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6 January 2022

China increases its coal and gas imports from Russia

China will build 150 GW of new coal plants by 2025 according to State Grid estimates, and its coal imports from Russia increased by 38% to 55 million tons in 2021 – out of 227 million tons exported by Russia overall, and this will increase further in 2022. The first three quarters of 2021 saw imports of Russian gas into China increase by 67.4%, with 12 billion cubic meters bought including 7 billion via pipeline.

The two countries are negotiating the details of a second Siberian pipeline to carry Russian gas into China – a trade which will strengthen beyond China’s carbon peak deadline.

At this outlet we cover China’s progress on renewables plenty, but the country still has late dates for carbon-peak and carbon-neutral, of 2030 and 2060, which are reflected in its ongoing energy strategy. That does not mean a total disaster of climate strategy, since these gas plants and modern coal plants are still a great improvement over the dirty old coal fleet, and as a proportion of China’s growing power mix, coal is to fall from 64% in 2020 to 56% and then 48% in 2025 and 2030.

China only runs its coal fleet at 50% capacity utilization and the need for new plants is more about local economic development and transmission limitations. China’s increased use of coal power is slowing ahead of the carbon peak target – growth is a lot less than you would expect from hearing that another 150 GW is to join its existing 1,080 GW fleet. We still expect the carbon-peak target to be met in 2028 or so, a couple of years ahead of schedule.

This week saw Indonesia ban coal exports to protect its own power supply – Indonesia was the source of 60% of China’s coal imports in 2021, with around 200 million tons bought in 2021. Such moves can only reaffirm China’s decision to strengthen links with Russia, since in addition to their geopolitical friendship, Russia always has a surplus of fossil fuels compared to its domestic demand and is reliable.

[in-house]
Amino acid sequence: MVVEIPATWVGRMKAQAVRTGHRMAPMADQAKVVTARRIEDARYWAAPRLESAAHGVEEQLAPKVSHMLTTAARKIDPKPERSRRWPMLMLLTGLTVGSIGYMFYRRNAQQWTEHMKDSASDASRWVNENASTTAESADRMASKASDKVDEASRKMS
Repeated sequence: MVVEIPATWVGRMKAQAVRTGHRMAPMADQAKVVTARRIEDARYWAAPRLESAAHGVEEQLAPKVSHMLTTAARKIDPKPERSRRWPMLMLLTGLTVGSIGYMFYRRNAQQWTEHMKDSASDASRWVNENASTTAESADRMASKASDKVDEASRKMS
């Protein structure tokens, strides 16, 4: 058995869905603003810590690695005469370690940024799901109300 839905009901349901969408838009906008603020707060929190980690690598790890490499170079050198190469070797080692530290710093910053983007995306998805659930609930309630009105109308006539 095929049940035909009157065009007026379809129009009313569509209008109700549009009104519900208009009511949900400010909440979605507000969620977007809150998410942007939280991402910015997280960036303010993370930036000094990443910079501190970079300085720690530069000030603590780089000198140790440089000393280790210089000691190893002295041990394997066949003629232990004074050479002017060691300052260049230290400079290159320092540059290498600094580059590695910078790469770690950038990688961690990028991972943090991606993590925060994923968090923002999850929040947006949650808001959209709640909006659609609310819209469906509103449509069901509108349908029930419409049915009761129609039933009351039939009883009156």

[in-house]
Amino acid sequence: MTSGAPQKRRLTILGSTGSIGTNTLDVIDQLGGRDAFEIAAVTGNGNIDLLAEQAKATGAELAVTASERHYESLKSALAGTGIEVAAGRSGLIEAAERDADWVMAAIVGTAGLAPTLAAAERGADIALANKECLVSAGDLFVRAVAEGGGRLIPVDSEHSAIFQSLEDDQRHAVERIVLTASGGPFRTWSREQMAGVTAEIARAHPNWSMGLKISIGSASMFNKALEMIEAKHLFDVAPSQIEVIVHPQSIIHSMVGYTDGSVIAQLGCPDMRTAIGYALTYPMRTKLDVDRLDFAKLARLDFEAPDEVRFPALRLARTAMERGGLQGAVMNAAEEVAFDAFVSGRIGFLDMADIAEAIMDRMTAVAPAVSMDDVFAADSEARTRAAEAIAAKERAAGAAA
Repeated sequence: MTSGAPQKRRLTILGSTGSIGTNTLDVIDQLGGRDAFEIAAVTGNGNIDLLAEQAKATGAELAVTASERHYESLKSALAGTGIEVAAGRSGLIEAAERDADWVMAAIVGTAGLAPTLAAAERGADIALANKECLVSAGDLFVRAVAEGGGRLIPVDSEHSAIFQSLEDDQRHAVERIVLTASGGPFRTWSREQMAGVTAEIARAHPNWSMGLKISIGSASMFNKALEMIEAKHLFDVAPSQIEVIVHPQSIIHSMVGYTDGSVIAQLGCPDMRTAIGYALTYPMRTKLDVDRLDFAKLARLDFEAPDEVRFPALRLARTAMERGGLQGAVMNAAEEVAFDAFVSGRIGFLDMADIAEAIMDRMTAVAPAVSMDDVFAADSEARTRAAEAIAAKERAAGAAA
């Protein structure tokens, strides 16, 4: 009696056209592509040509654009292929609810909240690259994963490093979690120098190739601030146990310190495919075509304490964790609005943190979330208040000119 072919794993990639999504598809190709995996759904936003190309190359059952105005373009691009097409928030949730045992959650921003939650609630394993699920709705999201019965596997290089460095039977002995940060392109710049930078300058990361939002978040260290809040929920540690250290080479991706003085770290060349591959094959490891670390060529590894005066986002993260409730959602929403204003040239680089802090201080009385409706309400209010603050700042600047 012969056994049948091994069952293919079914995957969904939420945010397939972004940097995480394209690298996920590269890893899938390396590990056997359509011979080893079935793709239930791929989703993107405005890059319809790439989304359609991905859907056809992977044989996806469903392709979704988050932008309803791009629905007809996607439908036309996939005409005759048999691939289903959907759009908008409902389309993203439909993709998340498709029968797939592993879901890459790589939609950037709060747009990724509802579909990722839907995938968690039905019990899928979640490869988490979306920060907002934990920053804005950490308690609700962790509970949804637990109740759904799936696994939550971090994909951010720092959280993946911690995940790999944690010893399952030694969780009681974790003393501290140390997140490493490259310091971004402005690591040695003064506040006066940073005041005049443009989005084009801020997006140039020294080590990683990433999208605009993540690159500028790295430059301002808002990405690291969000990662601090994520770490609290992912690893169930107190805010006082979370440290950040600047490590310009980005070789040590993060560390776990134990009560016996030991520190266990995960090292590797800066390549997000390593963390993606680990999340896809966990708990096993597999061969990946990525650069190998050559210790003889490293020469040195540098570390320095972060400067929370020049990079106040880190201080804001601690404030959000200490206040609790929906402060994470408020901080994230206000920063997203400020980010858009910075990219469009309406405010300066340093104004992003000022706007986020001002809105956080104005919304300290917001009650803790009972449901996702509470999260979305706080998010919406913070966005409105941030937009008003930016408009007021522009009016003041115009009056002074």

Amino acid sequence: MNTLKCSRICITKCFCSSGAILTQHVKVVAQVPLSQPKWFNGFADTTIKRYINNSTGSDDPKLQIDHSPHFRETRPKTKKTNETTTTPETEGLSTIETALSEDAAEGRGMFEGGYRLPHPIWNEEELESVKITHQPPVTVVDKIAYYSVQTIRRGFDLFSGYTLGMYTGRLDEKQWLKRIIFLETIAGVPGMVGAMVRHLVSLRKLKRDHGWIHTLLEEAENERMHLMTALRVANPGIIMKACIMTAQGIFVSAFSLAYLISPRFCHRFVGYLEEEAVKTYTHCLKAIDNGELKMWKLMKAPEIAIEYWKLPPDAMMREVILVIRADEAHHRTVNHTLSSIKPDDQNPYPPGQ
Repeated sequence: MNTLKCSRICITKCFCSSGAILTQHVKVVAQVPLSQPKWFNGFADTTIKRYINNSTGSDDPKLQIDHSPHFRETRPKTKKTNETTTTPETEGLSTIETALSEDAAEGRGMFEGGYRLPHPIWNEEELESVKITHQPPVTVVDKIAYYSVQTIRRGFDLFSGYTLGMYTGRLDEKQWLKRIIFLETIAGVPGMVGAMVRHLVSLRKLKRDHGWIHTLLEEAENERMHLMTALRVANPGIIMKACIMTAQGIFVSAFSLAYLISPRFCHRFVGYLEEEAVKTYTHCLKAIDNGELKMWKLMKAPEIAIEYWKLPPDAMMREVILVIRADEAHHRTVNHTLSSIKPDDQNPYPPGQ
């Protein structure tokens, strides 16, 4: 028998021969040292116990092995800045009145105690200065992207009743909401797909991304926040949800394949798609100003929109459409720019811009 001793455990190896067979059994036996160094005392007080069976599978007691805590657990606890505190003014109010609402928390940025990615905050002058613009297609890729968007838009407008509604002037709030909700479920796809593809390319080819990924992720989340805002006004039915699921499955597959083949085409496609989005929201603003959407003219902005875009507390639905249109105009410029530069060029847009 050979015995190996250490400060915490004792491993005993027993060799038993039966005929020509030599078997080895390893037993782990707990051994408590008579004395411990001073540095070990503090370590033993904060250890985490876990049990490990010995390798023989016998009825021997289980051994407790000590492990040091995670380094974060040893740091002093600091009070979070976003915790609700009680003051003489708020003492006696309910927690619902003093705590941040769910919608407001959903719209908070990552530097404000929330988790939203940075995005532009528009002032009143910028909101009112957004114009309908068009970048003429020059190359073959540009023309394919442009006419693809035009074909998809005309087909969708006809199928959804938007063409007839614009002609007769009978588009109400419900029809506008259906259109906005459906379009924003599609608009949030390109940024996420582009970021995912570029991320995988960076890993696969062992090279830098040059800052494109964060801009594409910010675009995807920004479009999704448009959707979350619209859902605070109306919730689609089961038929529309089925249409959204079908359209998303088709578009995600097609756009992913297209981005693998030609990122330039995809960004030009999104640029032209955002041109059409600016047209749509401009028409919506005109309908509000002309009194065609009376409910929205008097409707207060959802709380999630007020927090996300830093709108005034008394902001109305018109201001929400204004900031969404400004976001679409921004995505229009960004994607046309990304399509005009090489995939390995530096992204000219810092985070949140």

The first Siberian gas pipeline into China was commissioned in 2019 with a capacity of 38 billion cubic meters, and the proposed Power of Siberia 2 pipeline, originally called Altai before the new route was designed running all the way from the Uralic coastline, is to have capacity of 50 billion cubic meters, slightly less than Nordstream 2’s 55 billion. The decision to build Power of Siberia 2 is surely motivated by Europe’s energy transition policies, hostility to Russia, and delays to approving Nordstream 2: but since Power of Siberia 2 will only be commissioned in 2028, it is not relevant to Europe’s energy supply woes today.

Total Russian supply will still only be a quarter to a fifth of Chinese demand, with the rest being met from Uzbekistan and Myanmar, along with overseas LNG from Australia and others. China must surely by now have overtaken Japan as the world’s largest LNG importer.

China’s gas demand has previously been 50% industrial uses, but this is falling to a third while heating demand strengthens and the use of gas for power generation and gas peakers becomes more widespread. By some estimates China will have hundreds of GW of natural gas capacity by 2050.

The good side of that is that natural gas has partial compatibility with hydrogen, with SPIC claiming a “world first combined cycle and cogeneration demonstration project for hydrogen-mixed combustion in a natural gas commercial unit” at its Jingmen Green Power Plant in December. The project managed to run its gas turbine with a retrofitted 15% admixture of hydrogen, and in 2022 this will rise to a 30% mix.